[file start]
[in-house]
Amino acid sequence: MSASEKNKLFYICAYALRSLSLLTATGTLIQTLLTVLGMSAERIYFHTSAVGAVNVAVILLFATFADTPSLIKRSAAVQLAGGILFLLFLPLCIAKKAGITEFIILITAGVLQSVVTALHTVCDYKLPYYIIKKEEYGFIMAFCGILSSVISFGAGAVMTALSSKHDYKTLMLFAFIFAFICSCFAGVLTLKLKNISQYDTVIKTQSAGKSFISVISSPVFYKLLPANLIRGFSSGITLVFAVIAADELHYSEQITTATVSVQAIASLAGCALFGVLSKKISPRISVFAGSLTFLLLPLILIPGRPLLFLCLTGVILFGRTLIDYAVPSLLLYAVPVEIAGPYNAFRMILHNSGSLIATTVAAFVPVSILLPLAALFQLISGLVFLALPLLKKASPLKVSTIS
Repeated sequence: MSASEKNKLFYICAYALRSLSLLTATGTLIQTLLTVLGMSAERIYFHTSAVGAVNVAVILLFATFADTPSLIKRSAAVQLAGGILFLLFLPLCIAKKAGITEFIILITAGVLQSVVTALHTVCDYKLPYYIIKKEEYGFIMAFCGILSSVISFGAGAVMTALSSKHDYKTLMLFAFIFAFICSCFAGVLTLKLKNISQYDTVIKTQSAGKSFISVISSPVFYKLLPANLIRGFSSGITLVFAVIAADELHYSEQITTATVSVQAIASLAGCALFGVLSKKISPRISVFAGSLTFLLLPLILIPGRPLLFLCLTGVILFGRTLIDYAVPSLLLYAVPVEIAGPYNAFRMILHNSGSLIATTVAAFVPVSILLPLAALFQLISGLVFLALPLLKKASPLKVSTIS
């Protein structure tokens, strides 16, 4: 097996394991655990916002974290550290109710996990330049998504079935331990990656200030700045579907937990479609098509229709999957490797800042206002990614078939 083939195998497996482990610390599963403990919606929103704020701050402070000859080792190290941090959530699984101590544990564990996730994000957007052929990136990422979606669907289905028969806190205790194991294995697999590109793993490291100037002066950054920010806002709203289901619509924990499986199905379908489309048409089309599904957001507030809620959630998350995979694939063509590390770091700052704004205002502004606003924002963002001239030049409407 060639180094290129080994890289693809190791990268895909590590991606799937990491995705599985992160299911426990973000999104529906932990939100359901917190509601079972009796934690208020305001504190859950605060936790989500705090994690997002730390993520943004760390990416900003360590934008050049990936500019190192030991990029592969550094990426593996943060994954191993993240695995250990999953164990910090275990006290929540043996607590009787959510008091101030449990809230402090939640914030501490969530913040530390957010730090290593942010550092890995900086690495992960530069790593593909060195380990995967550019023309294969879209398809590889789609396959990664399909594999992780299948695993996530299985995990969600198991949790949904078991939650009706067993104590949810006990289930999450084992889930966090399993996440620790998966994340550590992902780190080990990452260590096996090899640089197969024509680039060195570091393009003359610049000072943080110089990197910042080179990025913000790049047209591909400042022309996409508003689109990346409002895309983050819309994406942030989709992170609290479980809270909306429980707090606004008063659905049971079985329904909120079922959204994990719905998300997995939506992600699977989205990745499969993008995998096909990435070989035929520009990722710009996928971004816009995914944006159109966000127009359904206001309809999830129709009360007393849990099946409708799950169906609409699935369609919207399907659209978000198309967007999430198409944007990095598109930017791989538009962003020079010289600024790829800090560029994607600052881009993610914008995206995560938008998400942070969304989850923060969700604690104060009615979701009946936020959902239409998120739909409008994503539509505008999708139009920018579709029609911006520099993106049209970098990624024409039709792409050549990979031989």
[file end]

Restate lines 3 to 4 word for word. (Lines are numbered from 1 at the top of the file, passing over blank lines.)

Repeated sequence: MSASEKNKLFYICAYALRSLSLLTATGTLIQTLLTVLGMSAERIYFHTSAVGAVNVAVILLFATFADTPSLIKRSAAVQLAGGILFLLFLPLCIAKKAGITEFIILITAGVLQSVVTALHTVCDYKLPYYIIKKEEYGFIMAFCGILSSVISFGAGAVMTALSSKHDYKTLMLFAFIFAFICSCFAGVLTLKLKNISQYDTVIKTQSAGKSFISVISSPVFYKLLPANLIRGFSSGITLVFAVIAADELHYSEQITTATVSVQAIASLAGCALFGVLSKKISPRISVFAGSLTFLLLPLILIPGRPLLFLCLTGVILFGRTLIDYAVPSLLLYAVPVEIAGPYNAFRMILHNSGSLIATTVAAFVPVSILLPLAALFQLISGLVFLALPLLKKASPLKVSTIS
């Protein structure tokens, strides 16, 4: 097996394991655990916002974290550290109710996990330049998504079935331990990656200030700045579907937990479609098509229709999957490797800042206002990614078939 083939195998497996482990610390599963403990919606929103704020701050402070000859080792190290941090959530699984101590544990564990996730994000957007052929990136990422979606669907289905028969806190205790194991294995697999590109793993490291100037002066950054920010806002709203289901619509924990499986199905379908489309048409089309599904957001507030809620959630998350995979694939063509590390770091700052704004205002502004606003924002963002001239030049409407 060639180094290129080994890289693809190791990268895909590590991606799937990491995705599985992160299911426990973000999104529906932990939100359901917190509601079972009796934690208020305001504190859950605060936790989500705090994690997002730390993520943004760390990416900003360590934008050049990936500019190192030991990029592969550094990426593996943060994954191993993240695995250990999953164990910090275990006290929540043996607590009787959510008091101030449990809230402090939640914030501490969530913040530390957010730090290593942010550092890995900086690495992960530069790593593909060195380990995967550019023309294969879209398809590889789609396959990664399909594999992780299948695993996530299985995990969600198991949790949904078991939650009706067993104590949810006990289930999450084992889930966090399993996440620790998966994340550590992902780190080990990452260590096996090899640089197969024509680039060195570091393009003359610049000072943080110089990197910042080179990025913000790049047209591909400042022309996409508003689109990346409002895309983050819309994406942030989709992170609290479980809270909306429980707090606004008063659905049971079985329904909120079922959204994990719905998300997995939506992600699977989205990745499969993008995998096909990435070989035929520009990722710009996928971004816009995914944006159109966000127009359904206001309809999830129709009360007393849990099946409708799950169906609409699935369609919207399907659209978000198309967007999430198409944007990095598109930017791989538009962003020079010289600024790829800090560029994607600052881009993610914008995206995560938008998400942070969304989850923060969700604690104060009615979701009946936020959902239409998120739909409008994503539509505008999708139009920018579709029609911006520099993106049209970098990624024409039709792409050549990979031989």